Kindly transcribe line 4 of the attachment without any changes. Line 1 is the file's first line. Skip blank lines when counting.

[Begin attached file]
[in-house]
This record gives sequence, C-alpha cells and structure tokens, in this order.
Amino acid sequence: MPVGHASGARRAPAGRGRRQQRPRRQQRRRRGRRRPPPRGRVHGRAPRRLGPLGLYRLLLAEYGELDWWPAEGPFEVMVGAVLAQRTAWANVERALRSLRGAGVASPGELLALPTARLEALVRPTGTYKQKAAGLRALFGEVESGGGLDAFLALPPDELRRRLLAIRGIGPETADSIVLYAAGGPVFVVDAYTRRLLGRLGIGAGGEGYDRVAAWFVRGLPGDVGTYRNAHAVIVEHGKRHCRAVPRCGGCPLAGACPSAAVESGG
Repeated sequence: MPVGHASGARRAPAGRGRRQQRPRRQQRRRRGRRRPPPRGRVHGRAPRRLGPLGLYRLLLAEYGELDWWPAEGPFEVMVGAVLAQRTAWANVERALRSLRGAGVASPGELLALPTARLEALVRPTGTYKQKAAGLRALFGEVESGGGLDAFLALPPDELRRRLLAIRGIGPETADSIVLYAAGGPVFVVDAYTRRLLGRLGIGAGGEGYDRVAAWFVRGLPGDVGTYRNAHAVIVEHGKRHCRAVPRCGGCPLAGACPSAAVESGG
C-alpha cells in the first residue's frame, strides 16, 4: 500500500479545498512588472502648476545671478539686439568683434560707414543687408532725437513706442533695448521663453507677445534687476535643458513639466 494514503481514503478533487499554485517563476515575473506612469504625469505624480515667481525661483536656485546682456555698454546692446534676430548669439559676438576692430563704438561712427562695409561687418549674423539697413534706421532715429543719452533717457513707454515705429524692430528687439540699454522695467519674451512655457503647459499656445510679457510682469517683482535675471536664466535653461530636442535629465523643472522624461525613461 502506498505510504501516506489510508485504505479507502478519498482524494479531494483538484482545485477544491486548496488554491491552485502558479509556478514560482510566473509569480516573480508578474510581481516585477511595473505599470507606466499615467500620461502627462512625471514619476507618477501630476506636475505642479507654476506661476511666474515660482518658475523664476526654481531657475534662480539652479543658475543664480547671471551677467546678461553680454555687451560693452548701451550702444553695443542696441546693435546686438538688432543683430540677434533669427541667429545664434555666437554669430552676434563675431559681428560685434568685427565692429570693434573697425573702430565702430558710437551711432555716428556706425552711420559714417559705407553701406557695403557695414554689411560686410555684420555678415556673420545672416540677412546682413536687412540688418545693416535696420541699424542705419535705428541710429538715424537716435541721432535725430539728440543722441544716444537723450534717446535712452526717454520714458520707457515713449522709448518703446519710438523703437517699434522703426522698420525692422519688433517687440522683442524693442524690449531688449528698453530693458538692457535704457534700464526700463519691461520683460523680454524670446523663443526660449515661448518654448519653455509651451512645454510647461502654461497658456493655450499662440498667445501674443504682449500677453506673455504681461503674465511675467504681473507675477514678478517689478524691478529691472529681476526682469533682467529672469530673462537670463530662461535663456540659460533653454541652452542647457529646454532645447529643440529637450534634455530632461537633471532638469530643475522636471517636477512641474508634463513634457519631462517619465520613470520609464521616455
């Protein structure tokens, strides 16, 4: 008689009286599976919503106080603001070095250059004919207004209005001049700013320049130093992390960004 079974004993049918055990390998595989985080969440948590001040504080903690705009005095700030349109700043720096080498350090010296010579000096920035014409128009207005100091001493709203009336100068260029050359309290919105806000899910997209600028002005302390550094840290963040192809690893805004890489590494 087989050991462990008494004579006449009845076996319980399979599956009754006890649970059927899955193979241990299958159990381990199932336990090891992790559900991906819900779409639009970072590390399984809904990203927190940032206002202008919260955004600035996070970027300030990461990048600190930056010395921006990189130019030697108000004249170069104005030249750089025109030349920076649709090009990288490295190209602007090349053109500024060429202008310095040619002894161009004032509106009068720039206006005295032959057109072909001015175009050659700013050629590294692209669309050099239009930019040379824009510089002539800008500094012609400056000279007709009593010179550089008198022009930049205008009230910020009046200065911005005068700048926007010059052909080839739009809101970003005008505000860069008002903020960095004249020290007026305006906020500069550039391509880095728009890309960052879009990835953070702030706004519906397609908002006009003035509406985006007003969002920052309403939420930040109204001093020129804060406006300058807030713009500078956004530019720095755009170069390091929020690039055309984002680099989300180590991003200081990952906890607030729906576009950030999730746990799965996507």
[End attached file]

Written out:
Repeated sequence: MPVGHASGARRAPAGRGRRQQRPRRQQRRRRGRRRPPPRGRVHGRAPRRLGPLGLYRLLLAEYGELDWWPAEGPFEVMVGAVLAQRTAWANVERALRSLRGAGVASPGELLALPTARLEALVRPTGTYKQKAAGLRALFGEVESGGGLDAFLALPPDELRRRLLAIRGIGPETADSIVLYAAGGPVFVVDAYTRRLLGRLGIGAGGEGYDRVAAWFVRGLPGDVGTYRNAHAVIVEHGKRHCRAVPRCGGCPLAGACPSAAVESGG